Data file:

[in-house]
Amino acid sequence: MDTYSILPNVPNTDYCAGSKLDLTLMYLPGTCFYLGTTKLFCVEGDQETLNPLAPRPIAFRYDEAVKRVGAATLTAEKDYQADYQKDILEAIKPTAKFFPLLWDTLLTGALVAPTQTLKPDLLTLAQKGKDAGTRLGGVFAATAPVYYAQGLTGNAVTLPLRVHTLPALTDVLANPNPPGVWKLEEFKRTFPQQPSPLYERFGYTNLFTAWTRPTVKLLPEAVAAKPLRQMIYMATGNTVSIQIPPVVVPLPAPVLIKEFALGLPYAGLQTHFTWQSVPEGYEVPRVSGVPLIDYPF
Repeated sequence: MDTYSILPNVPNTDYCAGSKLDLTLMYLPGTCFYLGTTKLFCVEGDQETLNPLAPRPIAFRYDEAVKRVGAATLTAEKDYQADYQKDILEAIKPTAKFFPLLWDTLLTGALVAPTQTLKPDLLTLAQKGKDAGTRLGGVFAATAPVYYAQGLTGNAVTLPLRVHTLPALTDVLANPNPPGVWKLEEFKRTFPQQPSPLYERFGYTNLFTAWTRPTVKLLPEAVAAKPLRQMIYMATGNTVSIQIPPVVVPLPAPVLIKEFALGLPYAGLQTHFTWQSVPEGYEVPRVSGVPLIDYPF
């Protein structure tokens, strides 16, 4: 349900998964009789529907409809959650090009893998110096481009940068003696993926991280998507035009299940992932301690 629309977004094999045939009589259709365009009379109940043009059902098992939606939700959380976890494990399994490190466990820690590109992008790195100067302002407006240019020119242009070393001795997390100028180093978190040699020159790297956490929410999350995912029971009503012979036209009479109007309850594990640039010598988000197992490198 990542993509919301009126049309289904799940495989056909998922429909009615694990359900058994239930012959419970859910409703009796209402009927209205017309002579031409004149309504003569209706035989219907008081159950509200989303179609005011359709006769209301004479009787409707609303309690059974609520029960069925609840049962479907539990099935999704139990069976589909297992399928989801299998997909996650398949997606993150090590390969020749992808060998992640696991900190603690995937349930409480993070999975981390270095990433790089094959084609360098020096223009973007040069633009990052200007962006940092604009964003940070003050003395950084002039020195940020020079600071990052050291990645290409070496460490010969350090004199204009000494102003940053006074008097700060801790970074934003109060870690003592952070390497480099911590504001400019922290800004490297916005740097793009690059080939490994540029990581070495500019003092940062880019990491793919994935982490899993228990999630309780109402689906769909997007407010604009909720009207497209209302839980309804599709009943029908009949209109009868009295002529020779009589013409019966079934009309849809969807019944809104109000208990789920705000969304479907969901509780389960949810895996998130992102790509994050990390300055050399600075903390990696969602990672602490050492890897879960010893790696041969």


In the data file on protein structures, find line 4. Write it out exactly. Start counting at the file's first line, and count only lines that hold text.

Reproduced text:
């Protein structure tokens, strides 16, 4: 349900998964009789529907409809959650090009893998110096481009940068003696993926991280998507035009299940992932301690 629309977004094999045939009589259709365009009379109940043009059902098992939606939700959380976890494990399994490190466990820690590109992008790195100067302002407006240019020119242009070393001795997390100028180093978190040699020159790297956490929410999350995912029971009503012979036209009479109007309850594990640039010598988000197992490198 990542993509919301009126049309289904799940495989056909998922429909009615694990359900058994239930012959419970859910409703009796209402009927209205017309002579031409004149309504003569209706035989219907008081159950509200989303179609005011359709006769209301004479009787409707609303309690059974609520029960069925609840049962479907539990099935999704139990069976589909297992399928989801299998997909996650398949997606993150090590390969020749992808060998992640696991900190603690995937349930409480993070999975981390270095990433790089094959084609360098020096223009973007040069633009990052200007962006940092604009964003940070003050003395950084002039020195940020020079600071990052050291990645290409070496460490010969350090004199204009000494102003940053006074008097700060801790970074934003109060870690003592952070390497480099911590504001400019922290800004490297916005740097793009690059080939490994540029990581070495500019003092940062880019990491793919994935982490899993228990999630309780109402689906769909997007407010604009909720009207497209209302839980309804599709009943029908009949209109009868009295002529020779009589013409019966079934009309849809969807019944809104109000208990789920705000969304479907969901509780389960949810895996998130992102790509994050990390300055050399600075903390990696969602990672602490050492890897879960010893790696041969």